Taking on Ukip requires a delicate balancing act for both main parties

Andrew Grice
Wilko Johnson, now the bad news: musician splits with manager after police investigate assault claims

Wilko Johnson, now the bad news

Former Dr Feelgood splits with manager after police investigate assault claims
Mark Udall: The Democrat Senator with a fight on his hands ahead of the US midterm elections

Mark Udall: The Democrat Senator with a fight on his hands

The Senator for Colorado is for gay rights, for abortion rights – and in the Republicans’ sights as they threaten to take control of the Senate next month
New discoveries show more contact between far-flung prehistoric humans than had been thought

New discoveries show more contact between far-flung prehistoric humans than had been thought

Evidence found of contact between Easter Islanders and South America
Cerys Matthews reveals how her uncle taped 150 interviews for a biography of Dylan Thomas

Cerys Matthews on Dylan Thomas

The singer reveals how her uncle taped 150 interviews for a biography of the famous Welsh poet
DIY is not fun and we've finally realised this as a nation

Homebase closures: 'DIY is not fun'

Homebase has announced the closure of one in four of its stores. Nick Harding, who never did know his awl from his elbow, is glad to see the back of DIY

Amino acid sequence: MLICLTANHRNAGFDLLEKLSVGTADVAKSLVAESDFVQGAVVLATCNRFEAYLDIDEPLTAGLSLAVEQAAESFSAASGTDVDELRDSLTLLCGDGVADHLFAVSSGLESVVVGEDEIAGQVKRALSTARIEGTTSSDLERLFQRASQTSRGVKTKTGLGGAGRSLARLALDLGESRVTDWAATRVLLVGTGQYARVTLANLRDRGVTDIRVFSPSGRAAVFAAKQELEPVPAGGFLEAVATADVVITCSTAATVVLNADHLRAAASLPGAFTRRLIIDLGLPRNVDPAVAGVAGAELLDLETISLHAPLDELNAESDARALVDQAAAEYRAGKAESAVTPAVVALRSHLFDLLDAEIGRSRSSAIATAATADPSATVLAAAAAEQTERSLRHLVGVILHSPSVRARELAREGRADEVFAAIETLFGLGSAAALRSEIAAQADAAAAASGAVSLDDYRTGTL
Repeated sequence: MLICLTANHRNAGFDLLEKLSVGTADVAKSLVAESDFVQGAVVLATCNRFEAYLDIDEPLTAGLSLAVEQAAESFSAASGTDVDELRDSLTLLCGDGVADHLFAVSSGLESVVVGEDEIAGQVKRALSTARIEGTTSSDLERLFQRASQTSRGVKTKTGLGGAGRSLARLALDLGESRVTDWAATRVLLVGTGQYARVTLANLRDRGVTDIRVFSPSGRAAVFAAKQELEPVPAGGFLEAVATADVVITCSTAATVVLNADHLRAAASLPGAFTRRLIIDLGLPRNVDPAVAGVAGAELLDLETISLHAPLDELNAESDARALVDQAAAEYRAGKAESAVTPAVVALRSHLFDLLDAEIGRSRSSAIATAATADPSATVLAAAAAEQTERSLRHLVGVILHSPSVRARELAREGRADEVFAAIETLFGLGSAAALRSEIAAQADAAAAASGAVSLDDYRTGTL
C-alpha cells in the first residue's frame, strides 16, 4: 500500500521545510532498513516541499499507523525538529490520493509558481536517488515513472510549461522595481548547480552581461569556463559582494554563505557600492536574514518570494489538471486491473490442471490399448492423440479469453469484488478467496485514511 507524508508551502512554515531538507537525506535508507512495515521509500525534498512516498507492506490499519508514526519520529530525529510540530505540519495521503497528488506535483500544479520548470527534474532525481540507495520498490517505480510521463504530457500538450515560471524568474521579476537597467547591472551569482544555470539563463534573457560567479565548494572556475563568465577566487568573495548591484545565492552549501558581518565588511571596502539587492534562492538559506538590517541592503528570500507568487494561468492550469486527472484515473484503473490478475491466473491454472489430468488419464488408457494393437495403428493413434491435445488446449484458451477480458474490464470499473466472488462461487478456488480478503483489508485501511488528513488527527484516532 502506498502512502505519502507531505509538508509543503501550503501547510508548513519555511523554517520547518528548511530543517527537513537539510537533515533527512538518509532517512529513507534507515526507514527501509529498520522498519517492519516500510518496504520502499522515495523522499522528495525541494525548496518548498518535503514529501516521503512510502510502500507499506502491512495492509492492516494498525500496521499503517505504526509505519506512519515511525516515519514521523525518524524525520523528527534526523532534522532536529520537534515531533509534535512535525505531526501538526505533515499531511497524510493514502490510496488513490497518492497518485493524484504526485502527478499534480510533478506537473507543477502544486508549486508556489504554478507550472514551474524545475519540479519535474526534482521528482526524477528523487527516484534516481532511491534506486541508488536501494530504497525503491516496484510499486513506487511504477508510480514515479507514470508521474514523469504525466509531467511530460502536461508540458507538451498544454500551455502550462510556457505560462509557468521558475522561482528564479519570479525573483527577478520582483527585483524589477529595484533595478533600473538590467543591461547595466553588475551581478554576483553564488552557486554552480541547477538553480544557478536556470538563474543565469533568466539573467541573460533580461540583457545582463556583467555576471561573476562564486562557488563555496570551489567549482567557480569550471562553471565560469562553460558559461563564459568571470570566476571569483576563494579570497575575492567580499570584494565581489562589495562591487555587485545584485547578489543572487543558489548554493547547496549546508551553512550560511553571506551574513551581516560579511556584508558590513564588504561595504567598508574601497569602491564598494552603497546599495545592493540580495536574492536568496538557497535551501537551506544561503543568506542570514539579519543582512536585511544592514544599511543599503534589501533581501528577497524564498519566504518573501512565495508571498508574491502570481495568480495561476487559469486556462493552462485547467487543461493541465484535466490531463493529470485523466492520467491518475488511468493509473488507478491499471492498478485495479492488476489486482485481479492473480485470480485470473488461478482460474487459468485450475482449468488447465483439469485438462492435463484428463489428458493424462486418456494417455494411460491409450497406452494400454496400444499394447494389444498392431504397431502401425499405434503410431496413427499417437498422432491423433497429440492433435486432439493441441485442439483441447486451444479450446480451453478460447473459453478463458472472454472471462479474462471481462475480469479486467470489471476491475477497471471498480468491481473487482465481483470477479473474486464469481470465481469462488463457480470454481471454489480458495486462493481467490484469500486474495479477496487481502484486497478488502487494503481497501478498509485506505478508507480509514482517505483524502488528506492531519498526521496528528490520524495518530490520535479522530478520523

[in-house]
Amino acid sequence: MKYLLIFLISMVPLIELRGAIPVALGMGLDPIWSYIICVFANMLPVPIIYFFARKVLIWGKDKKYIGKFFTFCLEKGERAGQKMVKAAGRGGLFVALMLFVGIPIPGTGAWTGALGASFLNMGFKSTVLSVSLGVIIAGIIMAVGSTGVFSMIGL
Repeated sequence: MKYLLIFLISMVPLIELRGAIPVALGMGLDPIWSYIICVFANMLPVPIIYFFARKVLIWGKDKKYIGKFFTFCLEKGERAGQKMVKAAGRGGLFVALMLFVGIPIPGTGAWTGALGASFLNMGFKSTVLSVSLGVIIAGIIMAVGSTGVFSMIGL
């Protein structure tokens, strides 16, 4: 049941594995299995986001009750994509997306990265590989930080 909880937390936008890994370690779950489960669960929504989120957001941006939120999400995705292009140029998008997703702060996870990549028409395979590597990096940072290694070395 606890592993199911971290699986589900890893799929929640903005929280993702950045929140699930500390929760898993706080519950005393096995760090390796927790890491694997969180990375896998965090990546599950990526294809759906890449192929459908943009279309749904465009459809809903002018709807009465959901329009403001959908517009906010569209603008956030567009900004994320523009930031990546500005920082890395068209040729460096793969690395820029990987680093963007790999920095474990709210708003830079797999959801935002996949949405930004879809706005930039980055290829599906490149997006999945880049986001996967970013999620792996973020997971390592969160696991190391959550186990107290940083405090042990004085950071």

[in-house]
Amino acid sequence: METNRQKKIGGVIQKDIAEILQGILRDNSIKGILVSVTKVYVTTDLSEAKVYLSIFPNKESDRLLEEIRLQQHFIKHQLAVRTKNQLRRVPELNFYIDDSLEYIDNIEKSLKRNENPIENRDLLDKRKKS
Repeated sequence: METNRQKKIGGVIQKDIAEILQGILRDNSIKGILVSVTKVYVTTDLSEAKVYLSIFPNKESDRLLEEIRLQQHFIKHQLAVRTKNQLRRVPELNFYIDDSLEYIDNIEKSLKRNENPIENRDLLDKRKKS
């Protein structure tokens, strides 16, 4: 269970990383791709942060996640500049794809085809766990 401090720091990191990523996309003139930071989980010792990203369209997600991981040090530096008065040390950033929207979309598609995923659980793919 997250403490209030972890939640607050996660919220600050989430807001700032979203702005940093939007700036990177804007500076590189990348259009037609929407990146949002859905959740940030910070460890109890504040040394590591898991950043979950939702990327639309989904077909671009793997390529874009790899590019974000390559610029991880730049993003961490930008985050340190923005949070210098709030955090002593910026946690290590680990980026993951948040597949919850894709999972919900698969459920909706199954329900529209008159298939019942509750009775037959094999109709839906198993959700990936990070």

The Battle of the Five Armies: Air New Zealand releases new Hobbit-inspired in-flight video

Air New Zealand's wizard in-flight video

The airline has released a new Hobbit-inspired clip dubbed "The most epic safety video ever made"
Pumpkin spice is the flavour of the month - but can you stomach the sweetness?

Pumpkin spice is the flavour of the month

The combination of cinnamon, clove, nutmeg (and no actual pumpkin), now flavours everything from lattes to cream cheese in the US
11 best sonic skincare brushes

11 best sonic skincare brushes

Forget the flannel - take skincare to the next level by using your favourite cleanser with a sonic facial brush
Paul Scholes column: I'm not worried about Manchester United's defence - Chelsea test can be the making of Phil Jones and Marcos Rojo

Paul Scholes column

I'm not worried about Manchester United's defence - Chelsea test can be the making of Jones and Rojo
Frank Warren: Boxing has its problems but in all my time I've never seen a crooked fight

Frank Warren: Boxing has its problems but in all my time I've never seen a crooked fight

While other sports are stalked by corruption, we are an easy target for the critics
Jamie Roberts exclusive interview: 'I'm a man of my word – I'll stay in Paris'

Jamie Roberts: 'I'm a man of my word – I'll stay in Paris'

Wales centre says he’s not coming home but is looking to establish himself at Racing Métro
How could three tourists have been battered within an inch of their lives by a burglar in a plush London hotel?

A crime that reveals London's dark heart

How could three tourists have been battered within an inch of their lives by a burglar in a plush London hotel?